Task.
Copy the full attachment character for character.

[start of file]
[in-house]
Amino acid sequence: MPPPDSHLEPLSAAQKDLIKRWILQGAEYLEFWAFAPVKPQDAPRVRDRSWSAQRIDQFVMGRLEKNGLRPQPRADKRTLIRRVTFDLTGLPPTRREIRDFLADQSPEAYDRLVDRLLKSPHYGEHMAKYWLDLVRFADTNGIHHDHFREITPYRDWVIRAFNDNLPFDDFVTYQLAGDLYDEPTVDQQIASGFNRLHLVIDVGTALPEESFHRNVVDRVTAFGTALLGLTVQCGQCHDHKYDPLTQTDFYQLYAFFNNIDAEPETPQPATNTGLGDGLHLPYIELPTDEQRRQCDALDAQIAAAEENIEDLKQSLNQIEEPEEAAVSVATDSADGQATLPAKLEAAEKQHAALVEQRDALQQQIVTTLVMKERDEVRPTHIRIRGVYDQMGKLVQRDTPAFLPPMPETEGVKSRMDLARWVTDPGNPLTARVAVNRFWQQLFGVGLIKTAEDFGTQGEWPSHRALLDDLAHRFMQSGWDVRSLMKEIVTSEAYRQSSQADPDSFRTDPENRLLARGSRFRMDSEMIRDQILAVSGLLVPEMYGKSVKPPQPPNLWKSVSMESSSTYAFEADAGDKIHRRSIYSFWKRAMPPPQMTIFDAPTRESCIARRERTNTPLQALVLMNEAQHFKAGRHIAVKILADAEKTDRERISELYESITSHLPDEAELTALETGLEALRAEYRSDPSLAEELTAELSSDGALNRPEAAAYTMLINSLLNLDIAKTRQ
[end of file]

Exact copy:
[in-house]
Amino acid sequence: MPPPDSHLEPLSAAQKDLIKRWILQGAEYLEFWAFAPVKPQDAPRVRDRSWSAQRIDQFVMGRLEKNGLRPQPRADKRTLIRRVTFDLTGLPPTRREIRDFLADQSPEAYDRLVDRLLKSPHYGEHMAKYWLDLVRFADTNGIHHDHFREITPYRDWVIRAFNDNLPFDDFVTYQLAGDLYDEPTVDQQIASGFNRLHLVIDVGTALPEESFHRNVVDRVTAFGTALLGLTVQCGQCHDHKYDPLTQTDFYQLYAFFNNIDAEPETPQPATNTGLGDGLHLPYIELPTDEQRRQCDALDAQIAAAEENIEDLKQSLNQIEEPEEAAVSVATDSADGQATLPAKLEAAEKQHAALVEQRDALQQQIVTTLVMKERDEVRPTHIRIRGVYDQMGKLVQRDTPAFLPPMPETEGVKSRMDLARWVTDPGNPLTARVAVNRFWQQLFGVGLIKTAEDFGTQGEWPSHRALLDDLAHRFMQSGWDVRSLMKEIVTSEAYRQSSQADPDSFRTDPENRLLARGSRFRMDSEMIRDQILAVSGLLVPEMYGKSVKPPQPPNLWKSVSMESSSTYAFEADAGDKIHRRSIYSFWKRAMPPPQMTIFDAPTRESCIARRERTNTPLQALVLMNEAQHFKAGRHIAVKILADAEKTDRERISELYESITSHLPDEAELTALETGLEALRAEYRSDPSLAEELTAELSSDGALNRPEAAAYTMLINSLLNLDIAKTRQ